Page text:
The Art of the American Snapshot


Andy Grundberg

‘The Art of the American Snapshot’, Aperture, 190 (Spring 2008), 10–11

[On snapshots:] ‘Once ripped from their family-album contexts they are on the whole anonymous, banal, repetitive, trite.’

‘So much for progressivism: the snapshot was born beautiful […] only to grow into a hyperactive but physically unremarkable adulthood. Perhaps it was the mass-media’s purchase on modern life that spoiled the snapshot’s innocence. Or it could have been Surrealism, which treasured the snapshot’s chance conjunctions like an exquisite corpse and proceeded to reproduce them ad nauseum, until they lost their ability to jolt us out of the doldrums of late twentieth-century life.’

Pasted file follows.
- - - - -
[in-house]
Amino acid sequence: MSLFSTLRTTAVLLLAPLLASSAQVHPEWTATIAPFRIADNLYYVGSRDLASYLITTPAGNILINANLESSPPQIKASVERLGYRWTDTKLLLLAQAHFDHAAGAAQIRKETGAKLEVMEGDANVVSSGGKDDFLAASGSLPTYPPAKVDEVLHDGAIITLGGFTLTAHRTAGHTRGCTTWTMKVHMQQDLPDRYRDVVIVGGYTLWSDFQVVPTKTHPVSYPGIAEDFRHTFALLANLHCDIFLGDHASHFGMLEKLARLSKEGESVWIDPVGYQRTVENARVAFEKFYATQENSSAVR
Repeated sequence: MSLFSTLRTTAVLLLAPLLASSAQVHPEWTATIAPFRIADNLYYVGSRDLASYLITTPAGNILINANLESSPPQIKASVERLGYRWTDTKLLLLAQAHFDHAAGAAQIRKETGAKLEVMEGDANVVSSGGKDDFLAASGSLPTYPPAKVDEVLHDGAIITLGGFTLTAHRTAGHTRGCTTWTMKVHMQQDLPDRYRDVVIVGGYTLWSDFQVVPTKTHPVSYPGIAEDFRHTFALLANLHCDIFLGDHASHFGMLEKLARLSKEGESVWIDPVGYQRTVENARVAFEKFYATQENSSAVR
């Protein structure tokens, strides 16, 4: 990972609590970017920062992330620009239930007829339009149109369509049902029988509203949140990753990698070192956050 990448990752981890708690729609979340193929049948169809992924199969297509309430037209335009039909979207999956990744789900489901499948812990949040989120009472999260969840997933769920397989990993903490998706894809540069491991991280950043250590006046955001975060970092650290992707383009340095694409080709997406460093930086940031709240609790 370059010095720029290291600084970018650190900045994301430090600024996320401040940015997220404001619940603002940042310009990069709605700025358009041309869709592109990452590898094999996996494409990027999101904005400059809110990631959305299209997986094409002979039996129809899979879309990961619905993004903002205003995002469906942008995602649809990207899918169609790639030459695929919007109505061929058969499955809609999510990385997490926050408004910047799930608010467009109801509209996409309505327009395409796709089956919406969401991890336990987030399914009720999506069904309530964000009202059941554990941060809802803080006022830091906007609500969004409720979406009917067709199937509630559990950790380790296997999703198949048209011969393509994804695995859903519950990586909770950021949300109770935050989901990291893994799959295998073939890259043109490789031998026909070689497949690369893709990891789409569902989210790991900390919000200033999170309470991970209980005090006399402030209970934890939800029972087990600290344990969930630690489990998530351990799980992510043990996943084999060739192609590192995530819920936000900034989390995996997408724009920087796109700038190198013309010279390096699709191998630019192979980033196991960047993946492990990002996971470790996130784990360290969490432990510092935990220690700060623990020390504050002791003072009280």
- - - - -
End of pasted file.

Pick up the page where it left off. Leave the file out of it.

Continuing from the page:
[…] ‘the snapshot trade is certainly the last refuge of the photography market. Collectors and galleries are latching onto family albums with […] zeal.’

‘Does this mean that photography is on the verge of being mined out? Or is it that at a moment when digital photography has become dominant in the mass market, our nostalgia for the silver print past is virtually boundless? One likely answer: both.’


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